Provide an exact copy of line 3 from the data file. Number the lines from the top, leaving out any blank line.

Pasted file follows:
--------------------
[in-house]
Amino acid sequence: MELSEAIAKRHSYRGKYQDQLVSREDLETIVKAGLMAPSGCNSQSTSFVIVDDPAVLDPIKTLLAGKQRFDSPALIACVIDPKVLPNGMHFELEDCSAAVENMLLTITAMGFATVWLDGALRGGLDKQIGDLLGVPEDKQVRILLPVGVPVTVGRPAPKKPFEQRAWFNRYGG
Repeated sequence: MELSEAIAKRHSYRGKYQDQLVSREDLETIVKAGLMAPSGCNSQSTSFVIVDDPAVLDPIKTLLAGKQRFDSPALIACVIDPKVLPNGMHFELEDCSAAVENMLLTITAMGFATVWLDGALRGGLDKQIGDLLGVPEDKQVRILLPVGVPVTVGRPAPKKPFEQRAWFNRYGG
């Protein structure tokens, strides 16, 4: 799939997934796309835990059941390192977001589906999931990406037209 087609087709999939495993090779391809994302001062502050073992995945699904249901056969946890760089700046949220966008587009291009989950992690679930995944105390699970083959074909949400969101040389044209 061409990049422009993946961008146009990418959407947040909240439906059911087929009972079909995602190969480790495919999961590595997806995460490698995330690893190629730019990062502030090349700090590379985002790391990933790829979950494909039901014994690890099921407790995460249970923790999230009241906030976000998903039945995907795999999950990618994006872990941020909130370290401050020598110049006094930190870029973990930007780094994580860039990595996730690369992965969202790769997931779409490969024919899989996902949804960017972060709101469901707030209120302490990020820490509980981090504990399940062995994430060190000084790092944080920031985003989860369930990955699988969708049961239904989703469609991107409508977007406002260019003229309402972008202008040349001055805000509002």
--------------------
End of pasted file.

Repeated sequence: MELSEAIAKRHSYRGKYQDQLVSREDLETIVKAGLMAPSGCNSQSTSFVIVDDPAVLDPIKTLLAGKQRFDSPALIACVIDPKVLPNGMHFELEDCSAAVENMLLTITAMGFATVWLDGALRGGLDKQIGDLLGVPEDKQVRILLPVGVPVTVGRPAPKKPFEQRAWFNRYGG